What Is Architecture?

Architecture is the creative process and the output of designing, planning, and building structures or other architectural structures. Architectural works, from the simplest material form such as houses, to the most intricate works like skyscrapers, are regarded as artistic works and as cultural icons. Architectural works have been the subject of numerous controversies since the inception of the art form itself, and these controversies have been rooted in and attributed to religious intolerance, ethnic rivalries, political power, and religious beliefs. In modern times, however, Architectural styles are usually produced by professional architects who adhere to a strict code of ethics that guide their professional actions.

In the twentieth century, with the Second World War erupting and Europe’s remaining intact, there was an influx of architects from all over the world to take advantage of the post-war reconstruction boom. As these industrial architects left the cities for places outside of Europe, a new genre of architecture called “Aesthetic” architecture was born. This style of architecture emphasized the use of beautiful materials and structures which were representative of beauty. The stylized and exaggerated proportions of the “Aesthetic” architecture bore a lot of resemblance to works of architecture during the Renaissance, though they differ primarily in their lack of attention to accuracy.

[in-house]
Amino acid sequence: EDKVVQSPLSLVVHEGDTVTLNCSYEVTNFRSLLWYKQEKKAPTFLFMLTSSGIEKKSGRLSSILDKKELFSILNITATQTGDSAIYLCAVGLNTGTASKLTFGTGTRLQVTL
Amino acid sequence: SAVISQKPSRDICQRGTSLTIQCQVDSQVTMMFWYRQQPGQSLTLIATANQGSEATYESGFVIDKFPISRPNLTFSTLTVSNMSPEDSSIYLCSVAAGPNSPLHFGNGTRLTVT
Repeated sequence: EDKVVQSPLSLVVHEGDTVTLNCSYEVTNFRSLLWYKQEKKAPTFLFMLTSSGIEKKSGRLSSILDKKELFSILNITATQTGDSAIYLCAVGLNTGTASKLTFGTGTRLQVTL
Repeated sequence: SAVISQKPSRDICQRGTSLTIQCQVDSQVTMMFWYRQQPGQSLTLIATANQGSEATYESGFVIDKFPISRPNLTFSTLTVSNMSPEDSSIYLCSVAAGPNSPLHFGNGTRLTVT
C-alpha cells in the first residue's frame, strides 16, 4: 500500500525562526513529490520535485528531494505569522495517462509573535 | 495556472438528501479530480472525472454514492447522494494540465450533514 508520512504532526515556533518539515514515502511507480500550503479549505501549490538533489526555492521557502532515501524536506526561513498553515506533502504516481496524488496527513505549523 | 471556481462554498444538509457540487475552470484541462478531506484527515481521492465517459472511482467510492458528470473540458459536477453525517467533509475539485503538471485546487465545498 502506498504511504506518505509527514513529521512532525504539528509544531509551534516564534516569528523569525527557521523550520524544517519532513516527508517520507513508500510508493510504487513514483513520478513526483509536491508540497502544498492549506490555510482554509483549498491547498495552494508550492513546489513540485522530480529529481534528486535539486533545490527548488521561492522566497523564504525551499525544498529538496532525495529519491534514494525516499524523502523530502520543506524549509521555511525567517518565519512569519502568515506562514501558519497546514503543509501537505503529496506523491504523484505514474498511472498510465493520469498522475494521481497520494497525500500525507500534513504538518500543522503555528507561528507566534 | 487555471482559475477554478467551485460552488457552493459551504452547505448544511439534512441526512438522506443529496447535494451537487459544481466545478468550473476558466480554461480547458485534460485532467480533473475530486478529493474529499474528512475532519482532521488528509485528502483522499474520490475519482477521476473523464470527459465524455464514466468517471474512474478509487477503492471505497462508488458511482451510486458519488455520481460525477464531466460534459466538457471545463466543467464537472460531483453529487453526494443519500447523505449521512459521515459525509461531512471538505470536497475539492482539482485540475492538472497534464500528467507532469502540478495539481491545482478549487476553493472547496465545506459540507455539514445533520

There has been a recent trend, however, where the buildings designed by industrial architects can be considered as art in themselves. An increasing number of commercial buildings are being designed and constructed as art forms. Commercial architecture is credited to the likes of Frank Lloyd Wright, Le Corbusier, and the likes of Koolhaas, de Gris, Zaha Hadid, and Coop Himmelb(I) as. This tendency is further fueled by the fact that many famous landmarks in the world such as the Eiffel Tower and the Chateaus des Beaux-arts are in fact buildings which were designed and built by commercial architects. These buildings represent works of architecture that have been commercialized, and therefore are given artistic value far beyond their practical functionality.